The Red Lady of Leamaneh

Leamaneh Castle, County Clare

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Photo of the Burren by P.J. McKenna

In the early 165os, refugees wound their way westwards across Ireland, displaced from their homes in a policy known as “to hell or to Connacht.” Long years of war and slaughter had culminated in Cromwell’s conquest. Many Irish people were “ethnically cleansed” from the best land and resettled in the poor soil of Connemara and the Burren.

A country where there is not enough water to drown a man, wood enough to hang one, nor earth enough to bury him.
— Edmund Ludlow (1652), describing the Burren

Maire Rua Ní Mahon (Red Mary MacMahon) already lived in the Burren; she was a Clare-woman born and bred. She watched from the window of her home at Leamaneh Castle, and then looked at the children who now depended on her alone. She was in her mid-30s and already widowed twice. Her first husband, Daniel Neylon, had been an arranged match to bond families together, but her second, Conor O’Brien, was her true love. Now he lay dead, carried home from a battle against the Cromwellian soldiers, nursed by his wife until his final breath.

Her future looked grim. When Conor organized ambush gangs against the invading army, she rode alongside him and killed men with her own hands. So not only would Conor’s estate be forfeit by his actions, but if anyone identified Maire, she could find her neck in a hangman’s noose. She had already lost two daughters to the plague that travelled with the conflict. Her remaining children — three by Daniel and six surviving by Conor — could end up as paupers.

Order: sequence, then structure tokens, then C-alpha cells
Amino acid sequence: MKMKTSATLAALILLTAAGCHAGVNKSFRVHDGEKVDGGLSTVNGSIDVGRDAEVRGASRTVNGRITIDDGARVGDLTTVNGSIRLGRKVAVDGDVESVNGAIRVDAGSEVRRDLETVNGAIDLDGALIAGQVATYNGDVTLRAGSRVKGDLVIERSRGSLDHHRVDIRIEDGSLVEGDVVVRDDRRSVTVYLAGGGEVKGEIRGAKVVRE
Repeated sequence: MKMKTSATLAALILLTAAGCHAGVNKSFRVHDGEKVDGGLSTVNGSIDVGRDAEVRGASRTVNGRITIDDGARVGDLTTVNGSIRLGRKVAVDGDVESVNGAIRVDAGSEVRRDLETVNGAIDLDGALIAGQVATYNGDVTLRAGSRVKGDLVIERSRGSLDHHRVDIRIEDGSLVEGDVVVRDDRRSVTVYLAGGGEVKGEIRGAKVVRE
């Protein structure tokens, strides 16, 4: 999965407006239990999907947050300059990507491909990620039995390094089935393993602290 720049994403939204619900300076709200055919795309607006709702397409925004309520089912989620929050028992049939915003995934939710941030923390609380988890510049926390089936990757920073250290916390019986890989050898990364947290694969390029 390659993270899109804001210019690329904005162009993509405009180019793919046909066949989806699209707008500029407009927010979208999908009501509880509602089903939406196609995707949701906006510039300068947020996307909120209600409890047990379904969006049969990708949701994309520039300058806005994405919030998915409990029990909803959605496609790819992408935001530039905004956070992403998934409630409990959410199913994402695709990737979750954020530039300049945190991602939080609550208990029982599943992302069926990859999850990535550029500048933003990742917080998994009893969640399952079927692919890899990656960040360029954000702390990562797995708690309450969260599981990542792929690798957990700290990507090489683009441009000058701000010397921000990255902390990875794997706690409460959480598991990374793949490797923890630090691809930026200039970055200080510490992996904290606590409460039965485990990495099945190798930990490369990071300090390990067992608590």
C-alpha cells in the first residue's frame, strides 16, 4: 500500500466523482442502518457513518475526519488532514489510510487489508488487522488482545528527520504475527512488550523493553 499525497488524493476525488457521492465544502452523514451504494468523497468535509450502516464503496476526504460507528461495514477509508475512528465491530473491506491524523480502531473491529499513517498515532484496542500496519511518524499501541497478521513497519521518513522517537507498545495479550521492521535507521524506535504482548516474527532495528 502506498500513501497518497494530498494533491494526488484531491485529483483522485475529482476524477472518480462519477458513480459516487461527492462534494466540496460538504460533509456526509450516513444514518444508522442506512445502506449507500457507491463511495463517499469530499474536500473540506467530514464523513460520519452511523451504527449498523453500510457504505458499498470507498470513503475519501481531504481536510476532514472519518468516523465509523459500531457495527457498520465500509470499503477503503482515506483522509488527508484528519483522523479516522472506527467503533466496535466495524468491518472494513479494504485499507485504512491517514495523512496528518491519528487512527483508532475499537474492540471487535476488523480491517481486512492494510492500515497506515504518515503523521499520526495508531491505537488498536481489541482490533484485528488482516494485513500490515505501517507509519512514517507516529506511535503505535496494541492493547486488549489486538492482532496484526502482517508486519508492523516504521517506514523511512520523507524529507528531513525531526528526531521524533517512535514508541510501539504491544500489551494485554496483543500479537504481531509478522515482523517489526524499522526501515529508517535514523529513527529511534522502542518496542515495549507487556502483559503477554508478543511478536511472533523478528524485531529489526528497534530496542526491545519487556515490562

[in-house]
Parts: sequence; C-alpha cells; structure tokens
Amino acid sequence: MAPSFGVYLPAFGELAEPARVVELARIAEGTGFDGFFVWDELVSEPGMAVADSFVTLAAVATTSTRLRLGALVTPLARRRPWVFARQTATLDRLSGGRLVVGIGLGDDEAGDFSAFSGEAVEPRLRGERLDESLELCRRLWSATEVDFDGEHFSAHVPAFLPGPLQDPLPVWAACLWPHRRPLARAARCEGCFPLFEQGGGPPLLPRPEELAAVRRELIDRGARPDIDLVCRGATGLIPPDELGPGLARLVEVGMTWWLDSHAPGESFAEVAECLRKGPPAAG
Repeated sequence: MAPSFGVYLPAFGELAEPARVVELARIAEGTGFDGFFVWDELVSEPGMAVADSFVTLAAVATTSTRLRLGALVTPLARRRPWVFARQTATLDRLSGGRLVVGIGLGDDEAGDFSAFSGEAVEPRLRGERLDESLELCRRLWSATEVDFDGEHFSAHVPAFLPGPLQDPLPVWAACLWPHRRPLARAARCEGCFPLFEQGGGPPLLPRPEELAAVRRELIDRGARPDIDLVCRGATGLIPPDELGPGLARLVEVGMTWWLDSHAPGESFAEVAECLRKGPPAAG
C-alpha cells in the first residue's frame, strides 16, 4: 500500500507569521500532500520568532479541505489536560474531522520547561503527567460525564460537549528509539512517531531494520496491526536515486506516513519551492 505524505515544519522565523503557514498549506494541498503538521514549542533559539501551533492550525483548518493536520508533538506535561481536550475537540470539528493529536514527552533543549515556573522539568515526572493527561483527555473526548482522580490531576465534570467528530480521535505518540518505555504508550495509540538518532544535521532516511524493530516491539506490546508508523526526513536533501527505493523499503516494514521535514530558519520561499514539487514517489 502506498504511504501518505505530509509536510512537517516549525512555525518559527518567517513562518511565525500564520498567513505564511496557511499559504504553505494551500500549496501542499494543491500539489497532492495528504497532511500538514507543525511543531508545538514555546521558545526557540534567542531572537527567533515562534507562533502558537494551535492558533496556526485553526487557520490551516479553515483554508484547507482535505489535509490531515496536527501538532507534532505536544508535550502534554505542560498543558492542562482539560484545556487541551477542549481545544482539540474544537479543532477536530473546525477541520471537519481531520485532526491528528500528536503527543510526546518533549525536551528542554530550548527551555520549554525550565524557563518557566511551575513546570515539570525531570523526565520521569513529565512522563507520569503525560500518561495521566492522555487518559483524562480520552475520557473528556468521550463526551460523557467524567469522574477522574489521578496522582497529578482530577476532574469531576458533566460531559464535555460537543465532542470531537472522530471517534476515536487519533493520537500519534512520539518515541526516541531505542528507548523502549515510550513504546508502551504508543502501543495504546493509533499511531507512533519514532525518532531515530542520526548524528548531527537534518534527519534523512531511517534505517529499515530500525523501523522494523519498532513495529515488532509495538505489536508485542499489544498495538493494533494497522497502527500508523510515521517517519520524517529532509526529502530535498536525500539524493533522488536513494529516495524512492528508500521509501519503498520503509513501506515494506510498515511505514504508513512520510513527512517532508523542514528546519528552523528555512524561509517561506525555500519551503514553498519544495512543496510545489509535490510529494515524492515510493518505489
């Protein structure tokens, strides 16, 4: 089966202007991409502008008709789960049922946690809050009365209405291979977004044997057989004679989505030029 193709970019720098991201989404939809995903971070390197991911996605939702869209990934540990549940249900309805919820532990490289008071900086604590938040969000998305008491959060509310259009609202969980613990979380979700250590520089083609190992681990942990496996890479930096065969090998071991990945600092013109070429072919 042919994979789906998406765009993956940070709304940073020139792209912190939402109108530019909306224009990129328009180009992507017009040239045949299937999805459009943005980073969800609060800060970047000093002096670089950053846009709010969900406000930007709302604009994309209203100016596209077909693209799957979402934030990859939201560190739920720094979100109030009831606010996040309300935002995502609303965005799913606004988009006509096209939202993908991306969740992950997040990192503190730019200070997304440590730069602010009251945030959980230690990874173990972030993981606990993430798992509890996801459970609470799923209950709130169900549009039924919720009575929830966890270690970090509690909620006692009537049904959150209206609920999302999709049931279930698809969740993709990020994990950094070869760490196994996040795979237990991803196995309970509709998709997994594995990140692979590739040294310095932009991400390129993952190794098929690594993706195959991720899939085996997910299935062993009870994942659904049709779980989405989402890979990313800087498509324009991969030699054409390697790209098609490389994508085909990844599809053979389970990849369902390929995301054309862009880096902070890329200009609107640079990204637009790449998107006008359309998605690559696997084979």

But Maire had a plan. She called her servants and made them dress her in her finest gown and jewels. She must have been an imposing sight: tall, with the red hair that gave her the nickname Rua. She travelled by carriage to Limerick, to the garrison of the invading army, and offered to marry the first officer who was willing.

English soldier John Cooper stepped up to the challenge, becoming the third husband of Maire Rua and master of Leamaneh Castle and its estate. He and his wife had a son together and became wealthy through land dealings, although they eventually overstretched themselves and were forced to leave Leamaneh.

One legend says that John made the mistake of taunting Maire about Conor’s death while they were on the third storey, and she responded by pushing him out the window. Another legend has it that she made him ride a horse over the Cliffs of Moher. Neither is true; both Maire and John lived into old age, although in later years they lived separate lives.

Other unflattering legends attached themselves to the notorious Maire Rua. She was supposed to have had 25 husbands and to have murdered each one. It was said that a maid who displeased the mistress of Leamaneh would be hung by her hair from the castle tower. The locals found it hard to forgive a woman who slept with the enemy instead of allowing herself and her children to starve as any decent woman would.

Donough O’Brien, Maire and Conor’s oldest son, moved the family home to Dromoland Castle, which remained in the O’Brien family until the 20th century. Maire Rua died in 1686 and was most likely buried alongside Conor at Ennis Abbey. Leamaneh Castle fell into ruin, and rumour says that a red-haired ghost still haunts there.

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Author: fionahurley

Fiona Hurley returned to her native Galway after sojourns in Dublin, Glasgow, and Valencia. She works as a technical writer for a multinational I.T. company. Her articles have appeared on the websites Bootsnall.com and SavvyAuntie.com and she has been published by Crannóg and Number Eleven magazines. She loves reading, swing dancing, learning weird facts, and planning journeys to places that she may or may not visit.

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